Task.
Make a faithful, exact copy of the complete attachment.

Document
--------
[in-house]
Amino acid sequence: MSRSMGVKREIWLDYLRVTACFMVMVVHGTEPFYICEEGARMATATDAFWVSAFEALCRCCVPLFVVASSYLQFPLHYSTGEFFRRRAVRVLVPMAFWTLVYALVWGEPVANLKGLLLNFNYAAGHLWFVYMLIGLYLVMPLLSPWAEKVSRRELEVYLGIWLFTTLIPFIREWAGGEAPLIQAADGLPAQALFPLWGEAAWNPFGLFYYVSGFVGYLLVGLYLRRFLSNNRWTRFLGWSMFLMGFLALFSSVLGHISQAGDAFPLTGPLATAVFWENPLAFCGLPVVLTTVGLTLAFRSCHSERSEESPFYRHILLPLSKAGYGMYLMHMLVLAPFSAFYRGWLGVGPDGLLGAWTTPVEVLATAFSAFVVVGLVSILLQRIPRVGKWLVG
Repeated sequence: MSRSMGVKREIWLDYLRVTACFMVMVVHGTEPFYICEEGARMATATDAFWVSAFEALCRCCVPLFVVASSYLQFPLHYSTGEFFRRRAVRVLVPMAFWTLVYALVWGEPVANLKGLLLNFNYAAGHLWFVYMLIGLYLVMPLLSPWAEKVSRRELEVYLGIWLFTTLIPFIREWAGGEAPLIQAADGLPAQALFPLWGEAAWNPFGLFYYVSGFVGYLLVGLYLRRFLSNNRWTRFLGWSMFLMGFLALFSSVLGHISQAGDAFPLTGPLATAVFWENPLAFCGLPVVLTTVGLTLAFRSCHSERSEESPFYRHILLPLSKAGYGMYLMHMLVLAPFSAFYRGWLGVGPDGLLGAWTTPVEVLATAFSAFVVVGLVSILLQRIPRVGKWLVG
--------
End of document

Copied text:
[in-house]
Amino acid sequence: MSRSMGVKREIWLDYLRVTACFMVMVVHGTEPFYICEEGARMATATDAFWVSAFEALCRCCVPLFVVASSYLQFPLHYSTGEFFRRRAVRVLVPMAFWTLVYALVWGEPVANLKGLLLNFNYAAGHLWFVYMLIGLYLVMPLLSPWAEKVSRRELEVYLGIWLFTTLIPFIREWAGGEAPLIQAADGLPAQALFPLWGEAAWNPFGLFYYVSGFVGYLLVGLYLRRFLSNNRWTRFLGWSMFLMGFLALFSSVLGHISQAGDAFPLTGPLATAVFWENPLAFCGLPVVLTTVGLTLAFRSCHSERSEESPFYRHILLPLSKAGYGMYLMHMLVLAPFSAFYRGWLGVGPDGLLGAWTTPVEVLATAFSAFVVVGLVSILLQRIPRVGKWLVG
Repeated sequence: MSRSMGVKREIWLDYLRVTACFMVMVVHGTEPFYICEEGARMATATDAFWVSAFEALCRCCVPLFVVASSYLQFPLHYSTGEFFRRRAVRVLVPMAFWTLVYALVWGEPVANLKGLLLNFNYAAGHLWFVYMLIGLYLVMPLLSPWAEKVSRRELEVYLGIWLFTTLIPFIREWAGGEAPLIQAADGLPAQALFPLWGEAAWNPFGLFYYVSGFVGYLLVGLYLRRFLSNNRWTRFLGWSMFLMGFLALFSSVLGHISQAGDAFPLTGPLATAVFWENPLAFCGLPVVLTTVGLTLAFRSCHSERSEESPFYRHILLPLSKAGYGMYLMHMLVLAPFSAFYRGWLGVGPDGLLGAWTTPVEVLATAFSAFVVVGLVSILLQRIPRVGKWLVG